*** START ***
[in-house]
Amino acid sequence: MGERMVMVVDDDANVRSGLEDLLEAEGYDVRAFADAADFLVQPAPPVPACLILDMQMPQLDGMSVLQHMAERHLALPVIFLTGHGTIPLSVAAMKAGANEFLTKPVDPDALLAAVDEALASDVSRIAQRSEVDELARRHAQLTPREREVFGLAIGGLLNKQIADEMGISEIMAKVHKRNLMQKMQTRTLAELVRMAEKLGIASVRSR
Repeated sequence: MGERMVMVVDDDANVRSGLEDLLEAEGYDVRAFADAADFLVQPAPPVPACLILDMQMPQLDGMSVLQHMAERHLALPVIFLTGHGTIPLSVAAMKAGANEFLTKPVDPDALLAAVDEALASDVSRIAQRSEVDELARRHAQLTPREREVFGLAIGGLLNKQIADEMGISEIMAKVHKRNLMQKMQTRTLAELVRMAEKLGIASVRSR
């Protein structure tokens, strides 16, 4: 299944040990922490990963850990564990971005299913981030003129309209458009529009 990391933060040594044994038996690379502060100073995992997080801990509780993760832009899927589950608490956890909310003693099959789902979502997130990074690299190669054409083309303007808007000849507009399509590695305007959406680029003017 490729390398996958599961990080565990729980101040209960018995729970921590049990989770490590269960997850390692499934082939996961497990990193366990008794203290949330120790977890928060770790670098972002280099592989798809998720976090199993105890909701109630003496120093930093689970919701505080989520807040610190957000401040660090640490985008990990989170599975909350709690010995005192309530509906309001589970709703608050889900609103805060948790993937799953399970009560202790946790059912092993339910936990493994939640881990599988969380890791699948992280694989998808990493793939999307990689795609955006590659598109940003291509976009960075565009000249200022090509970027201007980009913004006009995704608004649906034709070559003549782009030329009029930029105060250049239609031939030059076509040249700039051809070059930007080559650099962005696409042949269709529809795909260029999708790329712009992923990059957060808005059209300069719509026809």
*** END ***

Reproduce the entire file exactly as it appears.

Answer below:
[in-house]
Amino acid sequence: MGERMVMVVDDDANVRSGLEDLLEAEGYDVRAFADAADFLVQPAPPVPACLILDMQMPQLDGMSVLQHMAERHLALPVIFLTGHGTIPLSVAAMKAGANEFLTKPVDPDALLAAVDEALASDVSRIAQRSEVDELARRHAQLTPREREVFGLAIGGLLNKQIADEMGISEIMAKVHKRNLMQKMQTRTLAELVRMAEKLGIASVRSR
Repeated sequence: MGERMVMVVDDDANVRSGLEDLLEAEGYDVRAFADAADFLVQPAPPVPACLILDMQMPQLDGMSVLQHMAERHLALPVIFLTGHGTIPLSVAAMKAGANEFLTKPVDPDALLAAVDEALASDVSRIAQRSEVDELARRHAQLTPREREVFGLAIGGLLNKQIADEMGISEIMAKVHKRNLMQKMQTRTLAELVRMAEKLGIASVRSR
């Protein structure tokens, strides 16, 4: 299944040990922490990963850990564990971005299913981030003129309209458009529009 990391933060040594044994038996690379502060100073995992997080801990509780993760832009899927589950608490956890909310003693099959789902979502997130990074690299190669054409083309303007808007000849507009399509590695305007959406680029003017 490729390398996958599961990080565990729980101040209960018995729970921590049990989770490590269960997850390692499934082939996961497990990193366990008794203290949330120790977890928060770790670098972002280099592989798809998720976090199993105890909701109630003496120093930093689970919701505080989520807040610190957000401040660090640490985008990990989170599975909350709690010995005192309530509906309001589970709703608050889900609103805060948790993937799953399970009560202790946790059912092993339910936990493994939640881990599988969380890791699948992280694989998808990493793939999307990689795609955006590659598109940003291509976009960075565009000249200022090509970027201007980009913004006009995704608004649906034709070559003549782009030329009029930029105060250049239609031939030059076509040249700039051809070059930007080559650099962005696409042949269709529809795909260029999708790329712009992923990059957060808005059209300069719509026809």